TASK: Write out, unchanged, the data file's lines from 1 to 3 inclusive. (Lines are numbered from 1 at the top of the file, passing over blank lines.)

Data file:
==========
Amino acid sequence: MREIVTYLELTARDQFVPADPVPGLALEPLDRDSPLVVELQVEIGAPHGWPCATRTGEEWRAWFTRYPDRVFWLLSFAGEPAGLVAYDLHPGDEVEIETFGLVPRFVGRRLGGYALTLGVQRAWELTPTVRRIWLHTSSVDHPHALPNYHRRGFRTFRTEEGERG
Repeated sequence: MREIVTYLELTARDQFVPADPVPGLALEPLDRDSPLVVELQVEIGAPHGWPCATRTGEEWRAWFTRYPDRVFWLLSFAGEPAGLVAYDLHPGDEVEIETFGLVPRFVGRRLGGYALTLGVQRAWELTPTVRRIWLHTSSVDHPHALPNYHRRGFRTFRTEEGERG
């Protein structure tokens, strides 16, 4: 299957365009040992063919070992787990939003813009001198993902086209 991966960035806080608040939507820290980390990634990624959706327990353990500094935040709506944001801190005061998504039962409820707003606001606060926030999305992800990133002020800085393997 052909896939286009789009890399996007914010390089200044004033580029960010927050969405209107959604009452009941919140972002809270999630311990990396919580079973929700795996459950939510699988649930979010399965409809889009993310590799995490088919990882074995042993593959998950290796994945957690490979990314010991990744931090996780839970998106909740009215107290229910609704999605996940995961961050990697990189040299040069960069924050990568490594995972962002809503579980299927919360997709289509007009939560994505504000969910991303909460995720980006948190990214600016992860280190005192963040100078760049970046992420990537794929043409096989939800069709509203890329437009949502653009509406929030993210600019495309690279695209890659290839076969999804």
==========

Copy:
Amino acid sequence: MREIVTYLELTARDQFVPADPVPGLALEPLDRDSPLVVELQVEIGAPHGWPCATRTGEEWRAWFTRYPDRVFWLLSFAGEPAGLVAYDLHPGDEVEIETFGLVPRFVGRRLGGYALTLGVQRAWELTPTVRRIWLHTSSVDHPHALPNYHRRGFRTFRTEEGERG
Repeated sequence: MREIVTYLELTARDQFVPADPVPGLALEPLDRDSPLVVELQVEIGAPHGWPCATRTGEEWRAWFTRYPDRVFWLLSFAGEPAGLVAYDLHPGDEVEIETFGLVPRFVGRRLGGYALTLGVQRAWELTPTVRRIWLHTSSVDHPHALPNYHRRGFRTFRTEEGERG
């Protein structure tokens, strides 16, 4: 299957365009040992063919070992787990939003813009001198993902086209 991966960035806080608040939507820290980390990634990624959706327990353990500094935040709506944001801190005061998504039962409820707003606001606060926030999305992800990133002020800085393997 052909896939286009789009890399996007914010390089200044004033580029960010927050969405209107959604009452009941919140972002809270999630311990990396919580079973929700795996459950939510699988649930979010399965409809889009993310590799995490088919990882074995042993593959998950290796994945957690490979990314010991990744931090996780839970998106909740009215107290229910609704999605996940995961961050990697990189040299040069960069924050990568490594995972962002809503579980299927919360997709289509007009939560994505504000969910991303909460995720980006948190990214600016992860280190005192963040100078760049970046992420990537794929043409096989939800069709509203890329437009949502653009509406929030993210600019495309690279695209890659290839076969999804």